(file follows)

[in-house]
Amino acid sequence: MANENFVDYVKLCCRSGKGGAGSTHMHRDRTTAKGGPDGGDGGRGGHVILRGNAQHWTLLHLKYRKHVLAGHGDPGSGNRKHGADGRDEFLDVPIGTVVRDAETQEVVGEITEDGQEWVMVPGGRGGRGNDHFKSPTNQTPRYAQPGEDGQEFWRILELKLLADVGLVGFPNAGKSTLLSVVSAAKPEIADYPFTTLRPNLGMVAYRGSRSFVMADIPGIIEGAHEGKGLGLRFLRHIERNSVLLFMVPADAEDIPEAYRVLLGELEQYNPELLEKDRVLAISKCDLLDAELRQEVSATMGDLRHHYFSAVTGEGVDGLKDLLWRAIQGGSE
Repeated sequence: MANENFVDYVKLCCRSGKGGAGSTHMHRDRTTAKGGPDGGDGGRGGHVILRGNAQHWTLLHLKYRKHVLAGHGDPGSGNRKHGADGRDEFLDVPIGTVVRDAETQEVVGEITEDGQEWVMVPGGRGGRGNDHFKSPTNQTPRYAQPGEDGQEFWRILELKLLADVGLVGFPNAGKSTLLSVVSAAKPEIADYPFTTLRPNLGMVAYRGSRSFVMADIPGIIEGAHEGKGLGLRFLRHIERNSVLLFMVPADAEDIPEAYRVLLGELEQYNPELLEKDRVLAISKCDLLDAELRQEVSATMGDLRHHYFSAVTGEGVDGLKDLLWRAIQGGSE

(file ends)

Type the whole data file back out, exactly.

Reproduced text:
[in-house]
Amino acid sequence: MANENFVDYVKLCCRSGKGGAGSTHMHRDRTTAKGGPDGGDGGRGGHVILRGNAQHWTLLHLKYRKHVLAGHGDPGSGNRKHGADGRDEFLDVPIGTVVRDAETQEVVGEITEDGQEWVMVPGGRGGRGNDHFKSPTNQTPRYAQPGEDGQEFWRILELKLLADVGLVGFPNAGKSTLLSVVSAAKPEIADYPFTTLRPNLGMVAYRGSRSFVMADIPGIIEGAHEGKGLGLRFLRHIERNSVLLFMVPADAEDIPEAYRVLLGELEQYNPELLEKDRVLAISKCDLLDAELRQEVSATMGDLRHHYFSAVTGEGVDGLKDLLWRAIQGGSE
Repeated sequence: MANENFVDYVKLCCRSGKGGAGSTHMHRDRTTAKGGPDGGDGGRGGHVILRGNAQHWTLLHLKYRKHVLAGHGDPGSGNRKHGADGRDEFLDVPIGTVVRDAETQEVVGEITEDGQEWVMVPGGRGGRGNDHFKSPTNQTPRYAQPGEDGQEFWRILELKLLADVGLVGFPNAGKSTLLSVVSAAKPEIADYPFTTLRPNLGMVAYRGSRSFVMADIPGIIEGAHEGKGLGLRFLRHIERNSVLLFMVPADAEDIPEAYRVLLGELEQYNPELLEKDRVLAISKCDLLDAELRQEVSATMGDLRHHYFSAVTGEGVDGLKDLLWRAIQGGSE